by Josh Tafoya, Technical Trainer

We are all in the alarm business. Here at Bold, we provide software and services to the monitoring center. There are commercial monitoring centers, from very small to very large. There are proprietary monitoring centers serving their own clients. There are governmental organizations and law enforcement agencies. The entire extended Bold family is over 590 monitoring centers strong.

The one issue we all must manage is false alarms. I can’t think of a monitoring center that doesn’t have to contend with them. To some, false alarms are a minor annoyance. For whatever reason, they have little impact on the monitoring center. This isn’t related to the size of the monitoring center or even necessarily to the type of customers.

But for most monitoring centers, false alarms can cause (in no particular order), angry customers, angry dealers, and fines from Police and Fire Authorities. Even worse, if they become excessive, they can cause the operators to become complacent. The panel that cries wolf far too much is less likely to be believed as an actual alarm when it does happen.

So, what causes false alarms? Obviously, I won’t come up with an exhaustive list here, but anecdotally, I know the following items have been discussed as causes: Pets or pests setting off motion sensors, wind causing branches, curtains, or other items to set off motion detectors, outdated or faulty equipment incorrectly reporting a trip, and of course, user error.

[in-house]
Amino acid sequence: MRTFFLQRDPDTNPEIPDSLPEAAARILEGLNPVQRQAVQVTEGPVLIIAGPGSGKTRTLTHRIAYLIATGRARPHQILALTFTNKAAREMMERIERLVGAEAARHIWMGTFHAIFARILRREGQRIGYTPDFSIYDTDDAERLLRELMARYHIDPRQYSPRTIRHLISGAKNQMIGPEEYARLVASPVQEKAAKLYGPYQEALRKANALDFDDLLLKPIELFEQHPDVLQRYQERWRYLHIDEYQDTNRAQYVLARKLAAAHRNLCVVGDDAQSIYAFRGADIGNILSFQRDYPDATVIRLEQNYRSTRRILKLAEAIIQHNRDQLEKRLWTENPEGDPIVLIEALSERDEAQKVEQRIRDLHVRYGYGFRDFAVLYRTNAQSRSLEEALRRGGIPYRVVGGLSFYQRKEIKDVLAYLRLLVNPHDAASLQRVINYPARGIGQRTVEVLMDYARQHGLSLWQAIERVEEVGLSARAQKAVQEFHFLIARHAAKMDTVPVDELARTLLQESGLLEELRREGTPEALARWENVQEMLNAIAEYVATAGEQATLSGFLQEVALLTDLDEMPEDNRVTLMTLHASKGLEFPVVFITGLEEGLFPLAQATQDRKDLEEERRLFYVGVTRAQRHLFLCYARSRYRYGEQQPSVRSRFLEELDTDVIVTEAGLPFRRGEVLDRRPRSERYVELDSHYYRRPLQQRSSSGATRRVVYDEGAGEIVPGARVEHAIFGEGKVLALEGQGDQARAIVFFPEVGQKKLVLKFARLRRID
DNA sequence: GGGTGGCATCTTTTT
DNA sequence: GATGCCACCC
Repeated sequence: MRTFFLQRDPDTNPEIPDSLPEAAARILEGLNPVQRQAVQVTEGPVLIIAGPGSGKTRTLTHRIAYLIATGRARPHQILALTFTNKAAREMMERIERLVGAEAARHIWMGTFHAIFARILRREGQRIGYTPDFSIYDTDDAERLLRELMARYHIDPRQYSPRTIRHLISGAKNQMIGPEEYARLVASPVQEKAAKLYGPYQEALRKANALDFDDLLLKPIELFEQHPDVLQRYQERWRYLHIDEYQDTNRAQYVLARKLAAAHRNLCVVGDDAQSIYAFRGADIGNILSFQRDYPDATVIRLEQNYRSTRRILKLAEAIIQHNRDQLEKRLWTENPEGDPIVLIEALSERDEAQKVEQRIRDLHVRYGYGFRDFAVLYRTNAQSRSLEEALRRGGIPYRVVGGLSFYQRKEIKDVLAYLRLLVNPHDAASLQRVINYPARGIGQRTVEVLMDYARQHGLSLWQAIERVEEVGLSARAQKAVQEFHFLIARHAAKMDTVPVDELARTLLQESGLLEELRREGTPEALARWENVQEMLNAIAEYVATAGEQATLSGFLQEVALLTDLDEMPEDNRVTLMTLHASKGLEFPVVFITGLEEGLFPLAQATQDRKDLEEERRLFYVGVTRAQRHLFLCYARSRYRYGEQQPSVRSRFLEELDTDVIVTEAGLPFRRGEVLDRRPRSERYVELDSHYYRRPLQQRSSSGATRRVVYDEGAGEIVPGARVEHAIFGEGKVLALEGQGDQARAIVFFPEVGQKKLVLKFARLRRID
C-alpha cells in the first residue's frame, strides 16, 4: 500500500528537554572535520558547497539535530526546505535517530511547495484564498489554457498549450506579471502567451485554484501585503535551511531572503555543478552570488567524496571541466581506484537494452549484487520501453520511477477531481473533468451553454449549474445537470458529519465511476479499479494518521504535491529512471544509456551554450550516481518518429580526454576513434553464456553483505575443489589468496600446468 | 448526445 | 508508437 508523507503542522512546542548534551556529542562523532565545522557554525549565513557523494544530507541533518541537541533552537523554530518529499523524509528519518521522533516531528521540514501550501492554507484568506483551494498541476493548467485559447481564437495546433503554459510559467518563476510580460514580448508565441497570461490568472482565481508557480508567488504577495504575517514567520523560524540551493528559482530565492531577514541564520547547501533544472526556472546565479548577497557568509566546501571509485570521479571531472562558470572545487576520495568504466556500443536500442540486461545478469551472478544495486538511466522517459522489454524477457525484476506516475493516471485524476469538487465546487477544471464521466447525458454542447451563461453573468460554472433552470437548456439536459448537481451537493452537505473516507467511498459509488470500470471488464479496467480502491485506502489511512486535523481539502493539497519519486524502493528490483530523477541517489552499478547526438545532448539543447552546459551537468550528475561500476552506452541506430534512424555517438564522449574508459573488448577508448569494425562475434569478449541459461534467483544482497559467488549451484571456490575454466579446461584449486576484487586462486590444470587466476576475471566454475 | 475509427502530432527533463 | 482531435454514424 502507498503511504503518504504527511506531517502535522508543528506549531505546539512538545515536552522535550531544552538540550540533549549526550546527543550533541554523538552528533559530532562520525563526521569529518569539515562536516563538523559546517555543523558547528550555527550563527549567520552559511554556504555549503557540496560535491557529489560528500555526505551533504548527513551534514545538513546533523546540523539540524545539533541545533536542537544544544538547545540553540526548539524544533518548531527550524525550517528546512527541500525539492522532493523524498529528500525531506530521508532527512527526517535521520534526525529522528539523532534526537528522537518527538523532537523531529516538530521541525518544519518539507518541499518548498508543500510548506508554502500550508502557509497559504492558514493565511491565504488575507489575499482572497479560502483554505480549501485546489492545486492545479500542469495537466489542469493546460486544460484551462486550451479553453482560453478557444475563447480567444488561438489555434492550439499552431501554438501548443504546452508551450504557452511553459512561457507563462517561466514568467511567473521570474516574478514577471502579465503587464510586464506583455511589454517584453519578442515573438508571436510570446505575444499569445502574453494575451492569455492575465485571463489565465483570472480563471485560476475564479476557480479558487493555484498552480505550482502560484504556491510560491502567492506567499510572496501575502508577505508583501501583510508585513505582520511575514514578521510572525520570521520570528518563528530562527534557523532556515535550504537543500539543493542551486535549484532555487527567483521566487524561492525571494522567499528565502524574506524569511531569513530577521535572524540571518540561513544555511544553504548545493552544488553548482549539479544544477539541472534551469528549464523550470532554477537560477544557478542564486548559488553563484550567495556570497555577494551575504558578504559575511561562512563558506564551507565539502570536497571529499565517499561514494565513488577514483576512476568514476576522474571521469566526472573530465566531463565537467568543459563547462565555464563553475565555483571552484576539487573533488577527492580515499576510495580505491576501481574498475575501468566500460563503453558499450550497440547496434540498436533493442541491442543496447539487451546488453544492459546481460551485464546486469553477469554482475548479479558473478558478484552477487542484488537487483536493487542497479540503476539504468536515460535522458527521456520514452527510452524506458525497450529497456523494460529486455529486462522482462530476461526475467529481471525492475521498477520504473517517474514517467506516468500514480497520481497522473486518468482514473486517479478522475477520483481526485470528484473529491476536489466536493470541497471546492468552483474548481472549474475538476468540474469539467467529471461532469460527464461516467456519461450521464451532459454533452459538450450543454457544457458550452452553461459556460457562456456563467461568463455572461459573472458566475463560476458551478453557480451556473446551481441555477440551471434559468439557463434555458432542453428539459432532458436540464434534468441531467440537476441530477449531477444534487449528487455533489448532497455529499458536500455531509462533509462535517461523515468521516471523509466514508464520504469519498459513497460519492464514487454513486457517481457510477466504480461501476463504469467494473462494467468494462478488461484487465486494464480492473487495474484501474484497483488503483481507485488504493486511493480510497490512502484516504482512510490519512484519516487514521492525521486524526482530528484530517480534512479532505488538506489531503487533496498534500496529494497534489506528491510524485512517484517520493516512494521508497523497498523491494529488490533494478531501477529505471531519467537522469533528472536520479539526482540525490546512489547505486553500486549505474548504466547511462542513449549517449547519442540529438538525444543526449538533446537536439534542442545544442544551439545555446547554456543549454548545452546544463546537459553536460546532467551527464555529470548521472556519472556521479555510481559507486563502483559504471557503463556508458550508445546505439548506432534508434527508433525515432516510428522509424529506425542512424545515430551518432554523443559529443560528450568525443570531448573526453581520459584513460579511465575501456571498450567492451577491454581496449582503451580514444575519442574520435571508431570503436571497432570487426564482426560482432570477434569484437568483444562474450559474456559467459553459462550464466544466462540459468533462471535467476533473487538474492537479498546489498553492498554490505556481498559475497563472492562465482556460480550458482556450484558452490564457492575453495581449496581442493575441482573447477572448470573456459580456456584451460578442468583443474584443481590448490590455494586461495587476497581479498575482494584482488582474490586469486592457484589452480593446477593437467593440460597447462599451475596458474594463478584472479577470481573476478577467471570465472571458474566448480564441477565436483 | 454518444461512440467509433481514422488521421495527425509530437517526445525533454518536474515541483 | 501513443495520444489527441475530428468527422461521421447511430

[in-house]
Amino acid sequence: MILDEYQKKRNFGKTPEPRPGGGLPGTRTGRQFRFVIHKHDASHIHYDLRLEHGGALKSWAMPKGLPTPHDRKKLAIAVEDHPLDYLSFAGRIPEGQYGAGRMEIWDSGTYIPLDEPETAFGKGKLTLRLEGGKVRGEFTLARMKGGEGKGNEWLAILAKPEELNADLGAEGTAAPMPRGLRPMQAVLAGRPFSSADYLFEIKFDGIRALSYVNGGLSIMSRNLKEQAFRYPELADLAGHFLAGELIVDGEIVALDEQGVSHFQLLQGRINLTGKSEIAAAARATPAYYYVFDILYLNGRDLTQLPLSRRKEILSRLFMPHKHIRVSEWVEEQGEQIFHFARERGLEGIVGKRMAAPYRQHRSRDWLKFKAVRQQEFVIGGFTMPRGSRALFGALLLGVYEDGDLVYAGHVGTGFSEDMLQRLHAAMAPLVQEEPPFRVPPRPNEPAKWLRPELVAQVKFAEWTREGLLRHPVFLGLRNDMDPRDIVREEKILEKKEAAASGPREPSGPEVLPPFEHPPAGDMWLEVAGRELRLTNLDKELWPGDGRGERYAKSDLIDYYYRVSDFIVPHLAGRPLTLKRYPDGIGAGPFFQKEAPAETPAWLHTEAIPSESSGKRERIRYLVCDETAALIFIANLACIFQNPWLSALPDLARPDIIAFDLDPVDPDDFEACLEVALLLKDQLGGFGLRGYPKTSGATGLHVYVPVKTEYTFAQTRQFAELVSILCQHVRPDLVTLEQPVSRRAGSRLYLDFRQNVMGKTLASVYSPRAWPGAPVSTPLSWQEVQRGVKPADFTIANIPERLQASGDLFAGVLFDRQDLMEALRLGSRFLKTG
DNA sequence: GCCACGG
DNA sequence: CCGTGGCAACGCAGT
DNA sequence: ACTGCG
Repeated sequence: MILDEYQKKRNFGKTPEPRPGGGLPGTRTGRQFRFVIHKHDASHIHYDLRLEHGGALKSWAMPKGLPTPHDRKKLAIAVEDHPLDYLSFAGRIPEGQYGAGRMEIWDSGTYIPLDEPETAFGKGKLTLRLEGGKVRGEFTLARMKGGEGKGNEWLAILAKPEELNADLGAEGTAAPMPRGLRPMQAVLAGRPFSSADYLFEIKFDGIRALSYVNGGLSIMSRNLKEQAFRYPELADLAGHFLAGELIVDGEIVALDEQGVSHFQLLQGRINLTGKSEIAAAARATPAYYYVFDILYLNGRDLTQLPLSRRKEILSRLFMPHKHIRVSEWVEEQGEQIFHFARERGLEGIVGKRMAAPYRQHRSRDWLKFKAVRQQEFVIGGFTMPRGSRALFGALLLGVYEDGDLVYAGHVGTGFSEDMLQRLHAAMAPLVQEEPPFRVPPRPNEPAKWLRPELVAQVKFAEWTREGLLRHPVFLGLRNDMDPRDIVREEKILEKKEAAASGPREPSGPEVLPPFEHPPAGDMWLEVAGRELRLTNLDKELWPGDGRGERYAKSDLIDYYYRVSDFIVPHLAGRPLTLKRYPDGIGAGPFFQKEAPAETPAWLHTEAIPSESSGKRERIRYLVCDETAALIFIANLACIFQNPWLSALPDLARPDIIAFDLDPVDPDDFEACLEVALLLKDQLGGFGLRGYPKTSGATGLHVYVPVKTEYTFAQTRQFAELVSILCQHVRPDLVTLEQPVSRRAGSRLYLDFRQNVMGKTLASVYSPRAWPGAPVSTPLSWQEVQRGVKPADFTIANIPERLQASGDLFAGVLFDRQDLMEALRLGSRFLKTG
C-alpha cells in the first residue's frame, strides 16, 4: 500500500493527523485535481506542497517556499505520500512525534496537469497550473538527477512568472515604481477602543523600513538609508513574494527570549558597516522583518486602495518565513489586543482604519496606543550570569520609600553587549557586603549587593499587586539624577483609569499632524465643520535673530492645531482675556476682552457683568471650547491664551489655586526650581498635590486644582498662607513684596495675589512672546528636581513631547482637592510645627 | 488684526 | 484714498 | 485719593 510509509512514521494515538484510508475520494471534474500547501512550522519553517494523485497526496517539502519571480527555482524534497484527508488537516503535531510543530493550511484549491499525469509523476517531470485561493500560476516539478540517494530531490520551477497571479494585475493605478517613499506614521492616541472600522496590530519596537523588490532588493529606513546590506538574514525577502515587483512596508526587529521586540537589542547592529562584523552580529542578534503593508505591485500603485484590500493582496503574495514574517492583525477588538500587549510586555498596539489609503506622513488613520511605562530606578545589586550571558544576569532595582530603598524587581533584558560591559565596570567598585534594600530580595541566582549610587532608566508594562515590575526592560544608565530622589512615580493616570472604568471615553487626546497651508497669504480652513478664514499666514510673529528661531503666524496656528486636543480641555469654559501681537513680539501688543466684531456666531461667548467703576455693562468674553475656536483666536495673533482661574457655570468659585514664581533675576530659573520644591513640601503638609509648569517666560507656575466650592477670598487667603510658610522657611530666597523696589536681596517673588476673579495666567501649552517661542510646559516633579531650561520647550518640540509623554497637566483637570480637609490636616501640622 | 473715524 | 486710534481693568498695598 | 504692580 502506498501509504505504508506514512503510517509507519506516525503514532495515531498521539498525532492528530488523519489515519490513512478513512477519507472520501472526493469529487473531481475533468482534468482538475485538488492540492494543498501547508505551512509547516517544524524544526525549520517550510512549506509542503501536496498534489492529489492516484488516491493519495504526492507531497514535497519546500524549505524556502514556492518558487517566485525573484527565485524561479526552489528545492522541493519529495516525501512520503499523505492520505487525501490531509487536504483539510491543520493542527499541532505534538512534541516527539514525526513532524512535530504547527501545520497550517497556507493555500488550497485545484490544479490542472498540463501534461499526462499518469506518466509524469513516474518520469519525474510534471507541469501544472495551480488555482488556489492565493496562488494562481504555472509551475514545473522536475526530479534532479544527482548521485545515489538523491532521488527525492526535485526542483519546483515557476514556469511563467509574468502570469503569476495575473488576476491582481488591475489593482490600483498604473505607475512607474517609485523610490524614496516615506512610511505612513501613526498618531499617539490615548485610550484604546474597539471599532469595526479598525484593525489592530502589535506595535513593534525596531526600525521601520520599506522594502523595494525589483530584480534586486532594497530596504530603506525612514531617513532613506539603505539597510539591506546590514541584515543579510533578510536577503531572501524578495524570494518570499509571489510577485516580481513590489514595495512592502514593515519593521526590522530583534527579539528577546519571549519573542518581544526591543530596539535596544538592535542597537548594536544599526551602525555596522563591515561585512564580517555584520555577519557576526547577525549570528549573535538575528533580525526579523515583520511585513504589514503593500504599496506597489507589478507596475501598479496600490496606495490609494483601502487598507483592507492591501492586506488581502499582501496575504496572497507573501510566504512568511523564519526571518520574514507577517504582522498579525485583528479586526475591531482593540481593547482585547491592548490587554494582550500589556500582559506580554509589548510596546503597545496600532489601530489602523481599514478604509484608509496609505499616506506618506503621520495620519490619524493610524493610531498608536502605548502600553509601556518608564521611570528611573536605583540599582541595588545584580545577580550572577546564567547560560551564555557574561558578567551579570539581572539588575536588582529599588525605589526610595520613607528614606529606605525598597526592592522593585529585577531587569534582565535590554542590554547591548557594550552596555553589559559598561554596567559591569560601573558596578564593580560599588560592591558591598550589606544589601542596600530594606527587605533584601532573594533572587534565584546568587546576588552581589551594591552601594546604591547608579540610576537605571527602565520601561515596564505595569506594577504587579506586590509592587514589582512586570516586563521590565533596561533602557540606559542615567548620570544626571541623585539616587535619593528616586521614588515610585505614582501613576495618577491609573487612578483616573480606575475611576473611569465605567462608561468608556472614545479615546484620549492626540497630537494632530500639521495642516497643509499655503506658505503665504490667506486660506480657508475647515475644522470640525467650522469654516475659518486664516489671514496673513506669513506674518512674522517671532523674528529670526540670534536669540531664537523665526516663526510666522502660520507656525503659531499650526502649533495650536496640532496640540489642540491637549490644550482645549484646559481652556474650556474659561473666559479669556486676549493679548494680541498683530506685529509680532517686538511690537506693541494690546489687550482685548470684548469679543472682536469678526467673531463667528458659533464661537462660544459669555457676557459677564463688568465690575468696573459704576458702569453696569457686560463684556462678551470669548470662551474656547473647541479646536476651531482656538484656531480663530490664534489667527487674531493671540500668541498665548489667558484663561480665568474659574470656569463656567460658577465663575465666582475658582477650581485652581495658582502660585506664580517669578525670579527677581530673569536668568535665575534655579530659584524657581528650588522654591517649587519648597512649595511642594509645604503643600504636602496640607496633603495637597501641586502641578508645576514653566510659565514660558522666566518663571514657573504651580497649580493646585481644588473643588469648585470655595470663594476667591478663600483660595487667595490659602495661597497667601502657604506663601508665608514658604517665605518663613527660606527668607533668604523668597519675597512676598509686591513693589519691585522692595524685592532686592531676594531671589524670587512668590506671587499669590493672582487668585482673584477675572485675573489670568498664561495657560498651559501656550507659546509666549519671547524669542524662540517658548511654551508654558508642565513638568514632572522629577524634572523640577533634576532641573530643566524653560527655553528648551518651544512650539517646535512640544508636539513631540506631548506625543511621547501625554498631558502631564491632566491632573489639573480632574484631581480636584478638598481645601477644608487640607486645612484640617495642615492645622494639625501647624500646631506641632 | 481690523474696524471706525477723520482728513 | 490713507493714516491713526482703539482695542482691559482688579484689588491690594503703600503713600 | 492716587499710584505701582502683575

I can’t offer solutions for every situation, but there are some things a monitoring center can do to help reduce false alarms:

  • The first thing is resolution codes. If you aren’t requiring them, and you have excessive false alarms, start requiring them now. At the very least, you will be able, after a short amount of time, to view statistics based on the number and type of resolution codes. If you are using them, but haven’t revisited the list in a while, take a moment to do that. Make sure all the codes are still valid. Run some reports and gather some statistics, and work with your operators to make sure the proper codes are being used in the appropriate situations. Just a quick reminder… it is possible to go back and amend a resolution code, even if one has already been chosen. By keeping an eye on the cause of the alarm, as reported by the operator at the end, you will have a better big-picture view.
  • Other verification tools may also help improve false alarm dispatches. Video cameras viewing a triggered zone allow the Monitoring Center to look at video from the time of the alarm, and identify pets, pests, weather, or if in fact there is an actual crime being committed. The police are much more likely to dispatch with priority if there is video from the time of the event.
  • Two-trip programming can also assist in situations where there are known to be a likelihood of false alarms. For example, if a motion sensor inside a room is often false, two-trip programming can be used to tie the alarm on the motion sensor to the door nearby.

Hopefully, this short list can offer you some solutions to reduce false alarms, or at the very least, some ideas on how better to manage and mitigate them. I hope we can stimulate discussion and continue to improve the situation for everyone.